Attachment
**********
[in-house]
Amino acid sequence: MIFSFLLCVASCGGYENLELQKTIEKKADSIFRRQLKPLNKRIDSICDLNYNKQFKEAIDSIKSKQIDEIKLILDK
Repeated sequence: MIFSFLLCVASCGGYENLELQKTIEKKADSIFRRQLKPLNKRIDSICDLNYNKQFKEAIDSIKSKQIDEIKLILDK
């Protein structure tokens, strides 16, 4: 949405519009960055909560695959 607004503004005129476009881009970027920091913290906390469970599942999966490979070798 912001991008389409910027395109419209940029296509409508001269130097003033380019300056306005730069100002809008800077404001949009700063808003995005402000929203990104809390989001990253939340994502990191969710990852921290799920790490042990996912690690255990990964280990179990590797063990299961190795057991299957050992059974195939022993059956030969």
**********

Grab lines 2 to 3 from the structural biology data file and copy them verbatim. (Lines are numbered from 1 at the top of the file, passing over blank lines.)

Amino acid sequence: MIFSFLLCVASCGGYENLELQKTIEKKADSIFRRQLKPLNKRIDSICDLNYNKQFKEAIDSIKSKQIDEIKLILDK
Repeated sequence: MIFSFLLCVASCGGYENLELQKTIEKKADSIFRRQLKPLNKRIDSICDLNYNKQFKEAIDSIKSKQIDEIKLILDK